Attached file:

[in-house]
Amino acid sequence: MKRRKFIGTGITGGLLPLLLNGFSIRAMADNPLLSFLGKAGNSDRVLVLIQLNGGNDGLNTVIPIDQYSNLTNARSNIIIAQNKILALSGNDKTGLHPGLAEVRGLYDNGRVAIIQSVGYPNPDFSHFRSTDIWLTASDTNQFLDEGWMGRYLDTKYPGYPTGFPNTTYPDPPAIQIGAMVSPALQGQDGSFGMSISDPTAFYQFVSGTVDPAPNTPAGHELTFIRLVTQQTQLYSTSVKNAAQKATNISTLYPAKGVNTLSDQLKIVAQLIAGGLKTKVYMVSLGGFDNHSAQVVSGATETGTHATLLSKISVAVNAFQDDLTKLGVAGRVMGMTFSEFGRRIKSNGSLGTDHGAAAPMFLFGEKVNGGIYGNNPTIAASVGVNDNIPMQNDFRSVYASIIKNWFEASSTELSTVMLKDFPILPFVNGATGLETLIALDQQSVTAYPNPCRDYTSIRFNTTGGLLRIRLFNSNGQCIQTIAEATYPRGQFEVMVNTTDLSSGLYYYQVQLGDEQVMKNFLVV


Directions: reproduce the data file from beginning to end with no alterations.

[in-house]
Amino acid sequence: MKRRKFIGTGITGGLLPLLLNGFSIRAMADNPLLSFLGKAGNSDRVLVLIQLNGGNDGLNTVIPIDQYSNLTNARSNIIIAQNKILALSGNDKTGLHPGLAEVRGLYDNGRVAIIQSVGYPNPDFSHFRSTDIWLTASDTNQFLDEGWMGRYLDTKYPGYPTGFPNTTYPDPPAIQIGAMVSPALQGQDGSFGMSISDPTAFYQFVSGTVDPAPNTPAGHELTFIRLVTQQTQLYSTSVKNAAQKATNISTLYPAKGVNTLSDQLKIVAQLIAGGLKTKVYMVSLGGFDNHSAQVVSGATETGTHATLLSKISVAVNAFQDDLTKLGVAGRVMGMTFSEFGRRIKSNGSLGTDHGAAAPMFLFGEKVNGGIYGNNPTIAASVGVNDNIPMQNDFRSVYASIIKNWFEASSTELSTVMLKDFPILPFVNGATGLETLIALDQQSVTAYPNPCRDYTSIRFNTTGGLLRIRLFNSNGQCIQTIAEATYPRGQFEVMVNTTDLSSGLYYYQVQLGDEQVMKNFLVV